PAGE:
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J Autoimmun. 1997 Aug;10(4):331-8.

Regulation of autoimmune diabetes by interleukin 3-dependent bone marrow-derived cells in NOD mice.

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Cellular and Transplantation Immunology Laboratory, Division of Organ Transplantation, Beth Israel Deaconess Medical Center and Harvard Medical School, Boston, MA, USA.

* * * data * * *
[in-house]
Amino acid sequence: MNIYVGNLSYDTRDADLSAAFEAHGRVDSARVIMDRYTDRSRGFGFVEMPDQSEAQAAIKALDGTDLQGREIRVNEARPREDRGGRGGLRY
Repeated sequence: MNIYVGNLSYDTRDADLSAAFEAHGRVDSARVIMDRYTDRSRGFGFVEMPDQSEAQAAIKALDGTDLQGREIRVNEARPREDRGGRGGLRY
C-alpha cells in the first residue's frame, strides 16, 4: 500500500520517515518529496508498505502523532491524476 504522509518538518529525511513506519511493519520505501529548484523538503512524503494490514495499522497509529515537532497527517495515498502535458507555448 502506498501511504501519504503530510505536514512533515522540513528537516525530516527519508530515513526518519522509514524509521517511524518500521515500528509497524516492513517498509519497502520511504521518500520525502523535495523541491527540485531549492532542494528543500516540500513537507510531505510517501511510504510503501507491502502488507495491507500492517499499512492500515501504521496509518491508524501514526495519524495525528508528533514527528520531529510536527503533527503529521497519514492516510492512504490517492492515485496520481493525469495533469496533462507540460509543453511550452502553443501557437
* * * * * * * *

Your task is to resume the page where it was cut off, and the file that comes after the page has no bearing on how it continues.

Interleukin-3 (IL-3), a multilineage colony stimulating factor, has been shown to augment alloreactive bone marrow-derived suppressor cell activity in vivo and in vitro. The present study examined the effect of IL-3 on autoimmune-mediated diabetes in NOD mice. Administration of IL-3 twice weekly starting at 2-4 weeks of age delayed the onset and reduced the overall incidence of diabetes. Bone marrow cells obtained from IL-3-treated NOD mice protected NOD mice from cyclophosphamide-induced diabetes but failed to prevent adoptively transferred diabetes. In vitro culture of bone marrow cells in medium containing IL-3 produced a Thy-1+CD3epsilonloCD4-CD8-CD25- immature T cell clone which prevented cyclophosphamide-induced diabetes. The cloned cells also effectively delayed the development of diabetes induced by transfer of T cells in adult thymectomized, irradiated, bone marrow-reconstituted NOD mice. These results suggest that IL-3 is capable of regulating extrathymic T cell development from the bone marrow and that these cells mediate strong immunoregulatory function.

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